Ivory age test is key to trade ban
dimanche 3 janvier 2010
POLICE will for the first time be able to prove whether ivory on sale is illegal after a Scottish expert developed a technique to establish its age.
It is only legal to sell ivory that dates from before June 1947 and is subsequently classed as "antique". However, it has always been difficult to police the huge illegal trade in ivory because it has been impossible to work out accurately the age of specimens.
There have even been signs that the illegal trade in ivory has increased in recent years.
Now Dr Ross McEwing, a forensic zoologist at the Royal Zoological Society of Scotland, has come up with a solution.
His technique, like traditional methods for ageing ancient relics, tests levels of the naturally occurring isotope carbon 14. But McEwing’s method is novel in taking advantage of the glut of carbon 14 that entered the atmosphere during nuclear weapons testing in the 1950s and 1960s and was absorbed by the world’s animals and plants.
This means elephants alive before 1947 can be identified by their low levels of carbon 14. And although nuclear weapons testing stopped with the Limited Test Ban Treaty in 1963, levels of carbon 14 in the atmosphere will not return to pre-testing levels for the next few decades.
McEwing, the only specialist of his kind in the UK, has been granted £28,000 funding from the Department of Environment, Food and Rural Affairs (Defra) to refine the technique.
For six months next year he will test samples of ivory from UK museums – mainly the Royal Museum of Scotland, where Dr Andrew Kitchener, curator of mammals and birds, is helping with the research.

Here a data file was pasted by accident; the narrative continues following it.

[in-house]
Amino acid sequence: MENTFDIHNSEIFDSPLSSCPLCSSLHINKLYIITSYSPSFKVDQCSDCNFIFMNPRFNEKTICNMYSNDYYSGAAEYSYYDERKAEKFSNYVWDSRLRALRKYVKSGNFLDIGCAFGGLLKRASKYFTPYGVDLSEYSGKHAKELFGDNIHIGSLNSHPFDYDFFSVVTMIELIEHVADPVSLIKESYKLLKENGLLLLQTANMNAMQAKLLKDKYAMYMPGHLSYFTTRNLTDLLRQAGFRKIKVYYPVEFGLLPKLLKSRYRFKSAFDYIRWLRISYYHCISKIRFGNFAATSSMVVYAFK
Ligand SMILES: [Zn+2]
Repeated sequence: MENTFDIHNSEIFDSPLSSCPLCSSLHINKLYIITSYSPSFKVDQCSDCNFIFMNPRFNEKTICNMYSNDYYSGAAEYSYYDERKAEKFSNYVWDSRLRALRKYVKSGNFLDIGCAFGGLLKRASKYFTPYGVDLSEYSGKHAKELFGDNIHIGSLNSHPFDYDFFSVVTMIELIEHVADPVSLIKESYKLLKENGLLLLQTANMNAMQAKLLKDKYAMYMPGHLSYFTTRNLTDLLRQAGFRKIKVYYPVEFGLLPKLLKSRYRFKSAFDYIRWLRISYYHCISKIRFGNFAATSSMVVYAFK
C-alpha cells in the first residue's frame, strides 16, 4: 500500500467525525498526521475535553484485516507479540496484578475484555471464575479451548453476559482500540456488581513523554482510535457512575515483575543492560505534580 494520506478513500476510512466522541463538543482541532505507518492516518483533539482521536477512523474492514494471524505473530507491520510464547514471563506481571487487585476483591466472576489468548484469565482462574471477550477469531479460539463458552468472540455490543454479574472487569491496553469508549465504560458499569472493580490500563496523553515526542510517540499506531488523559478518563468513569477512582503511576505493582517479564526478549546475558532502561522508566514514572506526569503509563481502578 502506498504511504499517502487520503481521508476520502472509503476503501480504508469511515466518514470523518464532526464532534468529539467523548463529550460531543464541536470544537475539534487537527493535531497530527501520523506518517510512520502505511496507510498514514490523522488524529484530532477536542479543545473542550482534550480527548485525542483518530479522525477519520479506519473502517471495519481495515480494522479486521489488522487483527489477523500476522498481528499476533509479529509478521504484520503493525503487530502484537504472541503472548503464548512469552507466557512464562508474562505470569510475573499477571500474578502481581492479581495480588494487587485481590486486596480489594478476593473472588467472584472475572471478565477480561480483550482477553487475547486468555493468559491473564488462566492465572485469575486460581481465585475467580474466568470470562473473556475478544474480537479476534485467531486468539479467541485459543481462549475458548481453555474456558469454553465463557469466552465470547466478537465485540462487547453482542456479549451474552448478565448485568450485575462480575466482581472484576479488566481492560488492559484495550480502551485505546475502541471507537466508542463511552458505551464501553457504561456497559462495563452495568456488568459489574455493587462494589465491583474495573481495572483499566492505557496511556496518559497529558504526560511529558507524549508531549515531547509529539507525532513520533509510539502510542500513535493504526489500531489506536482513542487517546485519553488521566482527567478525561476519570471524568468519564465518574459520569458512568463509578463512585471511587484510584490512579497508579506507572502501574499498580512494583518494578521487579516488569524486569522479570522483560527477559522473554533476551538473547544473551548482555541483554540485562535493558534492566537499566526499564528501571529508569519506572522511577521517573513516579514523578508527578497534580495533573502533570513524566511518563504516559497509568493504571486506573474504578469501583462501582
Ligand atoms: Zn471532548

Only samples from the museums for which the age is known will be tested for carbon 14 levels, to provide the evidence needed to show the technique is reliable.
This will be carried out at the Scottish Universities Environmental Research Centre in East Kilbride, which has a machine that can test for carbon 14.
Once this evidence has been acquired, McEwing is confident it will be used to provide evidence of illegal ivory trading in court. "There is still a lot of ivory coming into Europe and people are selling it as antique when it is not," said McEwing. "The biggest problem is how do we prove that it is not antique, when the seller says it is."
Until now, the only option has been to send samples to museums where experts tried to work out from the appearance of the ivory whether or not it was legal, from signs such as how yellow it appeared.
However, they could not say definitively how old the ivory was, meaning their evidence would not stand up in court.
McEwing was approached for suggestions of other techniques that might work while he was chairman of the Partnership for Action Against Wildlife Crime forensic working group.
"I was aware of this ability to detect nuclear weapons testing, which was carried out between about 1950 and 1960," he said. "This was a global phenomenon and the carbon 14 was being absorbed by plants and animals."
A tiny sample – little more than a speck of dust – is taken from the ivory sample to be tested. A very similar technique based on chemical markers is employed for testing the age of human remains using teeth.
"It will work," said McEwing. "The technique already works for humans and ivory is just a growing tooth."
McEwing hopes in the future ivory confiscated by the UK Border Agency, or from shops and stalls where it is being described as antique, can be tested using the technique to enable successful prosecutions where it is being sold illegally, although this will be expensive, at a cost of £300 a test.
"This will have a huge impact on the sale of illegal ivory in the UK because they won’t now be able to hide behind the word antique," he said.
The technique also has the potential to be used for testing the age of rhinoceros horn and turtle shells, which are also traded illegally.
A worldwide ivory trade ban was introduced by the Convention for International Trade in Endangered Species in 1989.
At its height, the ivory trade was driving the poaching of an estimated 100,000 African elephants a year for their tusks, putting the species at risk.
Jenny Fyall, Scotsman.com 03 January 2010
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